In order to stop the “runner’s racket”, a private association, the Association for the Protection of Emigrants, was founded in Hamburg in 1850. From that date forward, on their arrival at the railroad station, most emigrants received information on the average price of board and accommodation, how to transfer baggage, the necessary utensils for the voyage, the current rates of exchange, and the different types of passage available to America. However, by the year 1854, the emigrants leaving Hamburg rose to nearly 51,000, and the private association could no longer handle the numbers. Finally, in 1855, the City of Hamburg took over the Information Office and its staff. At the same time, the Emigration Office was given the judicial authority to quickly settle disputes between emigrants and landlords or businessmen before the emigrant sailed. This gave another protection to the emigrants that they did not have previously.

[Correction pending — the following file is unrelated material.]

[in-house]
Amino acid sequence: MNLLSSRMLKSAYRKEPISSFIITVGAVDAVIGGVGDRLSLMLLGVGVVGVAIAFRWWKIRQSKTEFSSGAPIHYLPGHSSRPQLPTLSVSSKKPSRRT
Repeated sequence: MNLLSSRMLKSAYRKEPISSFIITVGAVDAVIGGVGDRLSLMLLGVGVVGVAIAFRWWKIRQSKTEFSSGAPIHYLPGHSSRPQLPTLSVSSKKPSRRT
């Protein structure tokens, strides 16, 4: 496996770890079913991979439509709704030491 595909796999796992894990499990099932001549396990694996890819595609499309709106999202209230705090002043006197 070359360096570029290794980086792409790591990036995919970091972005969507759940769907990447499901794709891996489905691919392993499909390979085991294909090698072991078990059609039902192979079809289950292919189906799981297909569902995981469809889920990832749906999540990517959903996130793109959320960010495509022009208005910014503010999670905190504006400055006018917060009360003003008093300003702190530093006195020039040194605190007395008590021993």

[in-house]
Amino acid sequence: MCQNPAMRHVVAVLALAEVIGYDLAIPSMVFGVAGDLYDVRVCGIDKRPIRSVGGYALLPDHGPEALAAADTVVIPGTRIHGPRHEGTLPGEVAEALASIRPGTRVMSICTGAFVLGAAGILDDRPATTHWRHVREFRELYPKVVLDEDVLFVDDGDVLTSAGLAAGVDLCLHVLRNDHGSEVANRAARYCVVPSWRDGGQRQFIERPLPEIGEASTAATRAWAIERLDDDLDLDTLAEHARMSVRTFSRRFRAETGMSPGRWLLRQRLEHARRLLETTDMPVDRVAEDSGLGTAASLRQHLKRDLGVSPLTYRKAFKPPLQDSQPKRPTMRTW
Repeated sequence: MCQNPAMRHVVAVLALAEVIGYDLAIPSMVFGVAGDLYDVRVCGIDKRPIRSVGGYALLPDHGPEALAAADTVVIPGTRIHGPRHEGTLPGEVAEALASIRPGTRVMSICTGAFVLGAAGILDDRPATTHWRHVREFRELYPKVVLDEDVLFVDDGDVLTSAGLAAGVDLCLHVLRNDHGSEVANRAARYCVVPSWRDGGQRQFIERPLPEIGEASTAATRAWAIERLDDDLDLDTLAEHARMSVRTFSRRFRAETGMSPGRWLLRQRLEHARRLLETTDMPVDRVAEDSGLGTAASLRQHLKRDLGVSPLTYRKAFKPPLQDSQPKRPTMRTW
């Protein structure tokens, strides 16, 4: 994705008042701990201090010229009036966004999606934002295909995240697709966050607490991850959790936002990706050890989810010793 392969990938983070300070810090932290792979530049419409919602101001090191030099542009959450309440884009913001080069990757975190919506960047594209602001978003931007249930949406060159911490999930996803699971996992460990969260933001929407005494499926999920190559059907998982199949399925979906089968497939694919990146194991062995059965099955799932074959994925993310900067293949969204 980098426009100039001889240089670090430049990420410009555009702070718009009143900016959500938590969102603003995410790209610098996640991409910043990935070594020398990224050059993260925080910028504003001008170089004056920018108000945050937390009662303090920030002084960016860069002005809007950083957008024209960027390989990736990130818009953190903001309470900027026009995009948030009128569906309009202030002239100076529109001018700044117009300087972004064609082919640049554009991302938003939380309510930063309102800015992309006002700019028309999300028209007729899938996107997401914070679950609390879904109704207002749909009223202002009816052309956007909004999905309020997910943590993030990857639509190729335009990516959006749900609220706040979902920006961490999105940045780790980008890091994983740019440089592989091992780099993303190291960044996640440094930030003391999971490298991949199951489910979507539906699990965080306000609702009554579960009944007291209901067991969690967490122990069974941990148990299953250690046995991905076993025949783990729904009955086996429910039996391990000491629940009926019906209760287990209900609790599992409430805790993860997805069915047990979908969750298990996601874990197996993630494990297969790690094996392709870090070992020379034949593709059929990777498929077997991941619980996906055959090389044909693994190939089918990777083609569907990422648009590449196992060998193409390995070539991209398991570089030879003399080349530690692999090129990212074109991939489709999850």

Aboard at last, the emigrants settled down for a long voyage. On sunny days they crowded on deck, trying to enjoy the fresh air in spite of cinders from the smokestacks. Sometimes there was a moment of excitement; the sighting of a whale or a distant iceberg – but time passed slowly. Occasionally a newborn baby was baptized by the captain; more often, a baby died and was buried at sea with a brief ceremony. A young sport might start a game of cards or dominoes, whirl a girl around the deck, pick a fight, play tunes on a tin whistle or harmonica; single girls giggled at the compliments of the young men who so greatly outnumbered them. Older men sat stolidly smoking pipes; their wives sewed. Mostly the travels talked of the future, remembered the past, and stared at the sea until bad weather drove them below.